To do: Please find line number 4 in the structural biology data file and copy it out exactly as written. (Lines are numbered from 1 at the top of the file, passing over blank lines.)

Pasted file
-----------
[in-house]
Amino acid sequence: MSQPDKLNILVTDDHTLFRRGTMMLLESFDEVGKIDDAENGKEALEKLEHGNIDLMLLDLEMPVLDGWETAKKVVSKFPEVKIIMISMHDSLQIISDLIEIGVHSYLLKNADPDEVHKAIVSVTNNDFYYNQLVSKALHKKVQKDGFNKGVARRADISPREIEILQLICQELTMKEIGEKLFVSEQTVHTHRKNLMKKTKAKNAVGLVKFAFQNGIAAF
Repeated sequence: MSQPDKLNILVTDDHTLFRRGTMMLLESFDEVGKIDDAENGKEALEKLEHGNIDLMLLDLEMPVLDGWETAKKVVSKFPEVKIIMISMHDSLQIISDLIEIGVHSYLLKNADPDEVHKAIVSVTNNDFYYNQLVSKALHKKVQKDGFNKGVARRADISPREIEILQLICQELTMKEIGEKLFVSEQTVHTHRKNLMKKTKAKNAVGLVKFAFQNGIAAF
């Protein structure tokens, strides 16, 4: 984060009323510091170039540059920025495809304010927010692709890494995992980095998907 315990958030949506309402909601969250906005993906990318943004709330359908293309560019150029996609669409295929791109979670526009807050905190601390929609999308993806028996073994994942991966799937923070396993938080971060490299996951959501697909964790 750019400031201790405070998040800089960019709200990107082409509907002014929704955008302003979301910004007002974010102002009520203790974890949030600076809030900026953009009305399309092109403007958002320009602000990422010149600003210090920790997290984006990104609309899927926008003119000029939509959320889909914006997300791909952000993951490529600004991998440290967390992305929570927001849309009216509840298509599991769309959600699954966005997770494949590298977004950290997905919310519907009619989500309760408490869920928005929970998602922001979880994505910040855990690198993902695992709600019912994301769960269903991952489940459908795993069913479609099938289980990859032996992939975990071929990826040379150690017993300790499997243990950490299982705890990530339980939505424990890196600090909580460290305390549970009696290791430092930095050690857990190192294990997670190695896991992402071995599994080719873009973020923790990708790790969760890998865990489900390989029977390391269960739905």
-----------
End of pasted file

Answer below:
């Protein structure tokens, strides 16, 4: 984060009323510091170039540059920025495809304010927010692709890494995992980095998907 315990958030949506309402909601969250906005993906990318943004709330359908293309560019150029996609669409295929791109979670526009807050905190601390929609999308993806028996073994994942991966799937923070396993938080971060490299996951959501697909964790 750019400031201790405070998040800089960019709200990107082409509907002014929704955008302003979301910004007002974010102002009520203790974890949030600076809030900026953009009305399309092109403007958002320009602000990422010149600003210090920790997290984006990104609309899927926008003119000029939509959320889909914006997300791909952000993951490529600004991998440290967390992305929570927001849309009216509840298509599991769309959600699954966005997770494949590298977004950290997905919310519907009619989500309760408490869920928005929970998602922001979880994505910040855990690198993902695992709600019912994301769960269903991952489940459908795993069913479609099938289980990859032996992939975990071929990826040379150690017993300790499997243990950490299982705890990530339980939505424990890196600090909580460290305390549970009696290791430092930095050690857990190192294990997670190695896991992402071995599994080719873009973020923790990708790790969760890998865990489900390989029977390391269960739905």